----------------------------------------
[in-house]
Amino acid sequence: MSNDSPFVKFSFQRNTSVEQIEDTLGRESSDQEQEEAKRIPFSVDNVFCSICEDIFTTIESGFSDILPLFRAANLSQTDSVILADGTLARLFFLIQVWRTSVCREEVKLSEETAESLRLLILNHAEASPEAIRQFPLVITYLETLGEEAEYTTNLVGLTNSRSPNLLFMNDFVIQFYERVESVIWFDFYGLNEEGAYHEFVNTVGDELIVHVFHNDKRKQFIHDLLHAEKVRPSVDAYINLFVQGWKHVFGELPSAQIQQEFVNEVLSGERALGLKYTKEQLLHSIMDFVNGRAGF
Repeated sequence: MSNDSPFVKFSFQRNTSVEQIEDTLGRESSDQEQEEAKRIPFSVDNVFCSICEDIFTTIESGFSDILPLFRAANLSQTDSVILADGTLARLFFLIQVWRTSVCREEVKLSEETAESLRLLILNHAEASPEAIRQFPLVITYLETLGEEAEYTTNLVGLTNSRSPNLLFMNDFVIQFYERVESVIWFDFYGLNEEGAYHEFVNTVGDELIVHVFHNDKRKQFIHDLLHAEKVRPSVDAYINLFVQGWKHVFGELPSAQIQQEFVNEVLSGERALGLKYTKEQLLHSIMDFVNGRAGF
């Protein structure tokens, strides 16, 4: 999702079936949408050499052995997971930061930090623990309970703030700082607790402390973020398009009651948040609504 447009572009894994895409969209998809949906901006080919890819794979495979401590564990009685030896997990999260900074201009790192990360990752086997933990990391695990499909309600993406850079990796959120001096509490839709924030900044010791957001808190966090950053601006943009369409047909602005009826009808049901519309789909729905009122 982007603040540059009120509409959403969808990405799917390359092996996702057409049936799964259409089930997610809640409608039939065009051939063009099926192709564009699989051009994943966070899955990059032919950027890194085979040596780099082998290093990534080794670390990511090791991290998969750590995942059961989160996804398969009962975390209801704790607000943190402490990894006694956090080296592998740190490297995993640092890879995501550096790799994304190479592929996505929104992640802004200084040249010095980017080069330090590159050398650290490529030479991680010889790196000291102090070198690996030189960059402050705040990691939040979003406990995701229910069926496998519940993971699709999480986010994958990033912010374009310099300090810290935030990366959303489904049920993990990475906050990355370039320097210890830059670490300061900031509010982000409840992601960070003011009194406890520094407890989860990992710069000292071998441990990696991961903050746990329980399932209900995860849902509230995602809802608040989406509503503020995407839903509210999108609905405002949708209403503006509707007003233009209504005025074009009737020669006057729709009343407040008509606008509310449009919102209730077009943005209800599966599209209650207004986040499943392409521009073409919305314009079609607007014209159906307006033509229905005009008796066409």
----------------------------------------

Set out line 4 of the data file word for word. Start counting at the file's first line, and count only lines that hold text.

């Protein structure tokens, strides 16, 4: 999702079936949408050499052995997971930061930090623990309970703030700082607790402390973020398009009651948040609504 447009572009894994895409969209998809949906901006080919890819794979495979401590564990009685030896997990999260900074201009790192990360990752086997933990990391695990499909309600993406850079990796959120001096509490839709924030900044010791957001808190966090950053601006943009369409047909602005009826009808049901519309789909729905009122 982007603040540059009120509409959403969808990405799917390359092996996702057409049936799964259409089930997610809640409608039939065009051939063009099926192709564009699989051009994943966070899955990059032919950027890194085979040596780099082998290093990534080794670390990511090791991290998969750590995942059961989160996804398969009962975390209801704790607000943190402490990894006694956090080296592998740190490297995993640092890879995501550096790799994304190479592929996505929104992640802004200084040249010095980017080069330090590159050398650290490529030479991680010889790196000291102090070198690996030189960059402050705040990691939040979003406990995701229910069926496998519940993971699709999480986010994958990033912010374009310099300090810290935030990366959303489904049920993990990475906050990355370039320097210890830059670490300061900031509010982000409840992601960070003011009194406890520094407890989860990992710069000292071998441990990696991961903050746990329980399932209900995860849902509230995602809802608040989406509503503020995407839903509210999108609905405002949708209403503006509707007003233009209504005025074009009737020669006057729709009343407040008509606008509310449009919102209730077009943005209800599966599209209650207004986040499943392409521009073409919305314009079609607007014209159906307006033509229905005009008796066409």